Some of you know that I’ve recently completed my 200h Yoga Teacher Training and started teaching here in Melbourne. But a lot of you might not know why. The list of reasons is endless. But in a nutshell, this journey has resulted in me letting go of a life and a job that I loved, to be here today teaching fellow yogis a practice that I adore.
I don’t even think I could explain in words exactly what yoga has done for me and what it continues to do for me everyday, that could take us a decade, but there is one pose that for me sums up my current relationship with yoga. And that relationship is about constantly moving, constantly growing, and constantly asking more from myself and more from the world around me.
Wheel Pose, Urdhva Dhanurasana, for those playing at home with Sanskrit, is one of the strongest, and I think, most beautiful backbends in the Asana collection. It was my nemesis before my teacher training. I didn’t have the arm strength, I didn’t have the back flexibility, and I didn’t have the shoulder mobility. So I’d be there on the mat, giving it all I had and I would still be lying on the floor not going anywhere.
One day, in the middle of the yoga training, I decided it was mind over matter and I wasn’t going to let it get the better of me. And of course, I lifted myself straight into it for the first time, as easy as if I’d been doing it for years.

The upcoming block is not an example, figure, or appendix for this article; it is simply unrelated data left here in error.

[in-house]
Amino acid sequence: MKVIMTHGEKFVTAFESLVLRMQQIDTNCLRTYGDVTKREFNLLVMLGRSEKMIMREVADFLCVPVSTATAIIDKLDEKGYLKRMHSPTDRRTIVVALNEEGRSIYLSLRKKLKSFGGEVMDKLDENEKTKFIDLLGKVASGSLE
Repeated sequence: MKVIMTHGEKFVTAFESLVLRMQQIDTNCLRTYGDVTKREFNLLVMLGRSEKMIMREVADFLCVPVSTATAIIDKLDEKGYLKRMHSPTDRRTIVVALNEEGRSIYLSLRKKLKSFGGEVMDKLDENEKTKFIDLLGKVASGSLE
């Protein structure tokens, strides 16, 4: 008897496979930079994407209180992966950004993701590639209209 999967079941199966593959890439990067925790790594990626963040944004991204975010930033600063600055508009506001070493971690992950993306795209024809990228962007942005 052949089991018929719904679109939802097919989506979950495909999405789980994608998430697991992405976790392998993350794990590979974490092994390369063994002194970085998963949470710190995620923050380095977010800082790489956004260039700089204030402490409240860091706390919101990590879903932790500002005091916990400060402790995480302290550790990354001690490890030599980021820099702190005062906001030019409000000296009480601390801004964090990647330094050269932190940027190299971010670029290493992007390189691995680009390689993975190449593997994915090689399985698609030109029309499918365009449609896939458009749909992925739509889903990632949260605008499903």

It wasn’t perfect by any means, but gosh darn it, I was up! My heart was racing, like it should be in a true backbend, I felt a little light headed, but I was loving it. It was a turning point for me during the training and it made me feel like maybe I could do this.
As the months have gone on, Wheel Pose has become one of my favourite poses. And variations have started becoming my new challenges. Lifting my legs up, or brining my toes back to reach my head. Again, I’m nowhere near it, but I won’t stop until I am.
So what has this pose taught me? It’s taught me to believe in more than what my body has shown me in the past, to never settle for where I am now, and to learn to let go, have fun, and give something a red hot go. Also being such a beautiful chest and heart opener, this pose has taught me it’s ok to feel vulnerable and it’s ok to have an open heart without fear.
Yoga has that lovely ability to teach you about so much more the the physical body, in just one pose.
For those who want to come play on the mat with me, you can find me at Yoga 213 at 5.15pm on Wednesday nights and at The Collective at 6.15pm and 7.30pm on Thursdays, and 9am and 10.30am on Sunday mornings. Would love to see you on the mat.